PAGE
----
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Date published: 21 June 2012

Professionals seeking to secure promotions and expand their careers are studying short courses in IT, finance and communication.

Many understand that the right mix of skills on their resumes can give them an edge over their rivals in the job market.

Susan Heron, chief executive of the Australian Institute of Management in Victoria and Tasmania, says managers go into "CV management" mode because they recognise the need to increase their skills throughout their careers.

"If you get to the position of CEO, it's expected that you have financial, legal, marketing, HR [skills]," she says. Managers are also expected to be able to think clearly, motivate their teams and be innovative.

This year, the management institute has developed a short course that gets people to understand how their brain works so they can better lead teams.

Heron says the course, Your Brain@Work, helps managers design their workplace around how they think and operate best.

Participants explore, for example, how to harness their team's creative abilities and minimise distractions during the working day.

"It makes for a less stressful leader," Heron says.

Paul Wappett, CEO of Open Universities Australia, is also finding that people want to develop their communication and thinking skills.

OUA offers degrees as well as single units of study. It has 1400 units offered by 20 Australian universities and other tertiary education providers, including TAFE institutes.

One of the most popular of the units is "learning and communication behaviour", which focuses on organisational behaviour.

"[The unit] recognises that technical skills are only part of the equation for employers in terms of what makes a promotable employee," Wappett says.

"[Being able] to communicate, to collaborate and to articulate your thoughts is increasingly important." When people want technical skills, Wappett says they choose carefully.

"Students are really discerning at the moment about the type of education that they want," he says.

Some do short courses because they need particular skills to help them in their current job.

Others, he says, take single units because they are looking for promotion opportunities.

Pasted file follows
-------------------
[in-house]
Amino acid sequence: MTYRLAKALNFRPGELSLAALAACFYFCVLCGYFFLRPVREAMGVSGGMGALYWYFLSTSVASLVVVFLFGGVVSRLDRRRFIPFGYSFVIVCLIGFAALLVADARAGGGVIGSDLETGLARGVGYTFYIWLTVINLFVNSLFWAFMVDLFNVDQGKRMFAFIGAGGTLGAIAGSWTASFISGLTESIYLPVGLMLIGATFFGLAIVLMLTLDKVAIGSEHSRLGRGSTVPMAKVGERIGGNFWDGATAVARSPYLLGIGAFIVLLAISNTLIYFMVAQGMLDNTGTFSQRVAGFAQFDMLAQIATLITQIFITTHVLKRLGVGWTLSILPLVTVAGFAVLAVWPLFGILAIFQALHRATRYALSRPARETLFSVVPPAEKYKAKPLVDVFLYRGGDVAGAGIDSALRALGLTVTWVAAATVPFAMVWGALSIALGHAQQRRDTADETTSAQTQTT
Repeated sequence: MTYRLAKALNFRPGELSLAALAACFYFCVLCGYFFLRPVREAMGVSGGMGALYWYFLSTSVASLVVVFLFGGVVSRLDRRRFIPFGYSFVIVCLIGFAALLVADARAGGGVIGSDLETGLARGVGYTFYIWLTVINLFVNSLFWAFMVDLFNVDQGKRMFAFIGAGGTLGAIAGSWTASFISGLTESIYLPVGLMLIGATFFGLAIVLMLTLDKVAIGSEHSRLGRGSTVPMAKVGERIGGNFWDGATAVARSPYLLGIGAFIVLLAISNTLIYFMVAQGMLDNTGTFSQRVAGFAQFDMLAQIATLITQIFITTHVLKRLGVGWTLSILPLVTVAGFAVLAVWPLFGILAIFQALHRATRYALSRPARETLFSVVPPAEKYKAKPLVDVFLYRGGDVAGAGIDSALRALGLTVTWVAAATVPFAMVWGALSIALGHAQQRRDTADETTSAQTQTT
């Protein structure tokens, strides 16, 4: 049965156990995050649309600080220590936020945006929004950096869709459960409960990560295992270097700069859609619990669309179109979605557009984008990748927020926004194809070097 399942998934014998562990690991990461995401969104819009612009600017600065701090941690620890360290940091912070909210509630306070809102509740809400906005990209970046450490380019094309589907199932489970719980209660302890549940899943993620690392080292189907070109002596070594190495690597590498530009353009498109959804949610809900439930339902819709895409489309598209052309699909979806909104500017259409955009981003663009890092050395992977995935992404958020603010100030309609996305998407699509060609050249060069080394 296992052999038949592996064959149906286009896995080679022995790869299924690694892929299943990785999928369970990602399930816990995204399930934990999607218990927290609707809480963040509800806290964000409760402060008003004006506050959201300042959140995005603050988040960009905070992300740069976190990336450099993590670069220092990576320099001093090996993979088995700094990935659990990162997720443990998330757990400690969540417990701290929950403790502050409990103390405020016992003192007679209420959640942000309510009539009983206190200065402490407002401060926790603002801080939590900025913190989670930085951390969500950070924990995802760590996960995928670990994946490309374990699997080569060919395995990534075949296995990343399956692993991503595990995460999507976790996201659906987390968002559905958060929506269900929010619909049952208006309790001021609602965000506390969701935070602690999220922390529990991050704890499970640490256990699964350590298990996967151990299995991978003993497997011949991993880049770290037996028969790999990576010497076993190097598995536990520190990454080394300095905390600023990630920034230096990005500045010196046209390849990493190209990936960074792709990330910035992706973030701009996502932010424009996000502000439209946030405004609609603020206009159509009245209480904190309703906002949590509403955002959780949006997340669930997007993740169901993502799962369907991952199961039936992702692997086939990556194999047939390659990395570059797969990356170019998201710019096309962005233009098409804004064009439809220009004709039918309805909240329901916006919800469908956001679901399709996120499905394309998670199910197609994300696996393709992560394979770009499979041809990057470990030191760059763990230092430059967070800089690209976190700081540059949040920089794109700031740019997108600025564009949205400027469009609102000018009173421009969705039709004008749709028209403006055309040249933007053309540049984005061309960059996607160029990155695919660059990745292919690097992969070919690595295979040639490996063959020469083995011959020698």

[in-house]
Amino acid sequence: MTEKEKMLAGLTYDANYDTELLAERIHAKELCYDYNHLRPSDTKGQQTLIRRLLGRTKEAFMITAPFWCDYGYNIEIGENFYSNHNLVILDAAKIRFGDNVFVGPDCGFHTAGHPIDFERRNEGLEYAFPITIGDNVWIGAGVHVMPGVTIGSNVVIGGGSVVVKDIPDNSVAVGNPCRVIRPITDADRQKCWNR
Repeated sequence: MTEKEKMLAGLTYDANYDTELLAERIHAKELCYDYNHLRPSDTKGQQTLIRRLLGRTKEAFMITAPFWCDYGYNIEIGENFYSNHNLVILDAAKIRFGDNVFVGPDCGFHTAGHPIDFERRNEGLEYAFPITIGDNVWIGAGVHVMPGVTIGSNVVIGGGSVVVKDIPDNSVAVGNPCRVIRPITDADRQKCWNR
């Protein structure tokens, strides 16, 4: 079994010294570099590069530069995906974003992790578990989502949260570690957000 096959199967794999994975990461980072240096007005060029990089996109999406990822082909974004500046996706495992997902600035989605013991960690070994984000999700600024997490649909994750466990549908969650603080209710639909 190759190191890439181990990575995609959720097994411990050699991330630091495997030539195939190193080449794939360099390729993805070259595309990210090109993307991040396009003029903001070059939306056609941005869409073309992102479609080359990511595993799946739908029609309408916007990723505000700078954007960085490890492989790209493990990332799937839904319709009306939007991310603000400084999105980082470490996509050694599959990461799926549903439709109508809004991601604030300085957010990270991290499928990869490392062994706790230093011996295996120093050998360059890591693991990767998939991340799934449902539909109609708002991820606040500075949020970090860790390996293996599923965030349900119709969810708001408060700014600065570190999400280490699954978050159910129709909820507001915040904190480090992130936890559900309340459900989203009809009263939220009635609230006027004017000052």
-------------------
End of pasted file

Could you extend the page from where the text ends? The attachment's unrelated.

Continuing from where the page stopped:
"And so they'll take a single unit to demonstrate a commitment to both developing themselves and picking up specific skills." IT is one example. Although the number of people taking IT degree courses has dropped since the early l990s, the number doing short courses is growing.

Wappett says short courses in Novell, Cisco and Microsoft are increasingly attractive to employers.

He adds that many university graduates are studying OUA TAFE units in IT and management.

"TAFE offerings in the applied space are increasingly popular," he says.

Peter Wells, head of the accounting discipline group at University of Technology, Sydney, has seen an upturn in the number of people wanting to do short courses in new software to improve their career options in finance and accounting.

He says business management software courses in SAP ERP are particularly popular. SAP (systems applications and products in data processing) is part of enterprise resource planning (ERP) systems, which are responsible for recording transactions for companies.

Wells says SAP ERP short courses attract accountants who need to talk to IT people and vice versa.

SAP training is also offered at other higher education institutions, such as Victoria University and Queensland University of Technology.

Wells says Excel courses are also popular with graduates.

In their undergraduate business or commerce degrees, students receive much practice in PowerPoint and Word, but learn only rudimentary Excel skills.

Wells says Excel becomes more relevant to graduates when they begin their careers. The skills, he says, can set them up for promotional opportunities.

UTS is also in the process of updating "conversion" short courses that will allow accountants to become registered as tax agents; and for accountants to gain accreditation with professional bodies.

A professorial fellow in career education and development at the Australian Catholic University, Jim Bright, agrees that short courses can give people's resumes a boost.

Completing courses can show prospective employers that job seekers are committed to professional development.

But Bright, who also runs Bright and Associates, a career development practice, warns that people can list too many short courses on their resumes.

He says it's not a good idea for managers to list any they did 20 years ago.

Bright also says it's important that people do a little research before enrolling in courses. Prospective students should ensure that IT courses are up to date. He also says they should look closely at the credentials of presenters and whether official training bodies or professional societies recognise the courses.

"Equally, you've got to work out what your own motivations are and have a clear set of objectives," Bright says.

"You've got to do your homework first."

Date: 18 June 2012
Publication: The Australian Financial Review
Title: Short courses part of long-term success